I was given a reader’s copy of this book by the publisher before its actual release date, fyi. That said, I loved this book and I’m not even a foodie. Kurlansky is someone who I know via his history books about the Basques and European Jewry. Apparently he’s also been a food writer for quite some time. He also makes decent woodcuts which this book is illustrated with. This book is a collection of food writing that was created for an ambitious WPA project called America Eats that was assembled, mostly, and never published. Kurlansky’s book both talks a lot about the project and also reproduces the essays, poems, stories and recipes from the files that have been languishing in the Library of Congress archives. Just the dscussion of poring through these files at LoC was enough to make my heart race. There is meta-discussion about the America Eats project and the WPA writers projects in general as well as some discussion about the individual regional food writing projects.
The fascinating part about reading these pieces is how much the world if food and eating has changed in the sixty-plus years since most of it was written. Regional differences in food and eating habits and food celebrations have been vanishing, supplanted by predictability and standardization. There is good news and bad news to what has changed, of course, but this book highlights the richness of regional food cultures in an almost poignant way. The fact that the book opened up with Vermont cuisine -- some of which is still around today like sugar-on-snow celebrations -- was probably the clincher for assuring I would read this book avidly from start to finish.
This book also has a website. It’s really sort of three books in one 1. a memoir of a boy whose father fell out of the sky and survived and the boy’s lifelong fascination with that event 2) a rumination on the nature of survival with a lot of quotations from people you have heard of 3) true real life survivor tales, many of which you probably haven’t heard of, including some as recent as people in the WTC. I enjoyed two out of three of these books. I found some of the philosophical digressions a little bit prcious and they were usually jammed in-between the beginning and end of a story about someone’s against-the-odds survival when I was wondering whether they would live or die.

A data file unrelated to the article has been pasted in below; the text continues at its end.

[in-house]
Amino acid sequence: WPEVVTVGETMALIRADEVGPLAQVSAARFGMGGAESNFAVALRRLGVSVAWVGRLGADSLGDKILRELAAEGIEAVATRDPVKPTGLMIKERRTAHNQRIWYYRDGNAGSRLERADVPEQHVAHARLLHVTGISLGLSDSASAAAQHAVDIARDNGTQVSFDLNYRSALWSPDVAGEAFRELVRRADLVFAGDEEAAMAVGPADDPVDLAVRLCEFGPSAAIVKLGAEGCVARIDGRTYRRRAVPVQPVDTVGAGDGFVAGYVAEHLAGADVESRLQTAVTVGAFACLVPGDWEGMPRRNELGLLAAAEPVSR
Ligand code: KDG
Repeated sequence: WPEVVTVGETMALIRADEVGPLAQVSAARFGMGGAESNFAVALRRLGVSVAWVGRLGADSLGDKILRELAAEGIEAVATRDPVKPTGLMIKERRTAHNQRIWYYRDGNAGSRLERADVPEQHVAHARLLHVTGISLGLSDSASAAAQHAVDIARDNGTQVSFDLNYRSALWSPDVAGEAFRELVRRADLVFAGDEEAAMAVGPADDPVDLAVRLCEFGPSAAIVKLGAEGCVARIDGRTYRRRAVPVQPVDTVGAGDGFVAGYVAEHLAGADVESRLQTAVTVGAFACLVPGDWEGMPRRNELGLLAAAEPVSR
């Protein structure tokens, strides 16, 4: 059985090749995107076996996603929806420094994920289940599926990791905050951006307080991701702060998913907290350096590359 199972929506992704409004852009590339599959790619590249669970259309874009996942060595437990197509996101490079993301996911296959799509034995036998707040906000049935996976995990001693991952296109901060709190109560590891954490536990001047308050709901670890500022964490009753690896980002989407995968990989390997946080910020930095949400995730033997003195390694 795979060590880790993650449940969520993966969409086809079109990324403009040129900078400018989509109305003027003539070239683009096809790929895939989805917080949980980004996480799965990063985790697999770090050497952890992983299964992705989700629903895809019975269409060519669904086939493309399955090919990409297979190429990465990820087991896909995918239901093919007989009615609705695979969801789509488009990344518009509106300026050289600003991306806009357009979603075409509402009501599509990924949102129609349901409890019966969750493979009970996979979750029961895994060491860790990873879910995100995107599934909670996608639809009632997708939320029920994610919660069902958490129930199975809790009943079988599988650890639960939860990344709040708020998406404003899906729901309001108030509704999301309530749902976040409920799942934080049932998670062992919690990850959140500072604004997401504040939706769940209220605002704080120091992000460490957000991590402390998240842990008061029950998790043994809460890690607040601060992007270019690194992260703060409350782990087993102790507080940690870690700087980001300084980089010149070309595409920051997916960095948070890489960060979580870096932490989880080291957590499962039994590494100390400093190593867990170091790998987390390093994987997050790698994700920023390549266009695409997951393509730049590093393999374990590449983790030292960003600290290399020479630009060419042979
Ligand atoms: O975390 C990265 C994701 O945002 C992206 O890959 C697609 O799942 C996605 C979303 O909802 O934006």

Gonzales' writing is also a little on the florid side which I found was also distracting from the sort of raw factual fascinatingness of the stories themselves. Not in a bad way exactly but just if I had been the guy’s editor I might have suggested a shorter book with a little less dictionary quotation and a little less Thoreau. In any case, it’s a gripping read and made me want to go get on the Google and figure out the longer stories of some of the people whose survival stories he recounts.
“The only genuinely subversive thing you can do is have more fun than other people. So get to it!” -Bill McKibben
I enjoyed this little mostly blank book but thought it was going to be something else. I thought it was going to be meditations on simple living with some neat Koren illustrations. Instead it was a lot of reprinted New Yorker cartoons [and maybe some that were new, I’m not sure] with pullquotes form a lot of the books that Chelsea Green publishes. This was sort of neat since Chelsea Green is in my own backyard, but also a little not neat because there was just a lot of reprinted stuff which fit together nicely but made the whole book seem more like a marketing exercise and less of an awesome item in and of itself. Maybe my larger issue is that I’m not in love with Helen and Scott Nearing’s whole thing exactly and some of their quotations just sort of bugged me. In any case though it’s a book with a lot of blank space, and if it were yours and not borrowed from the library (as mine was) you could use it to write some of your own words.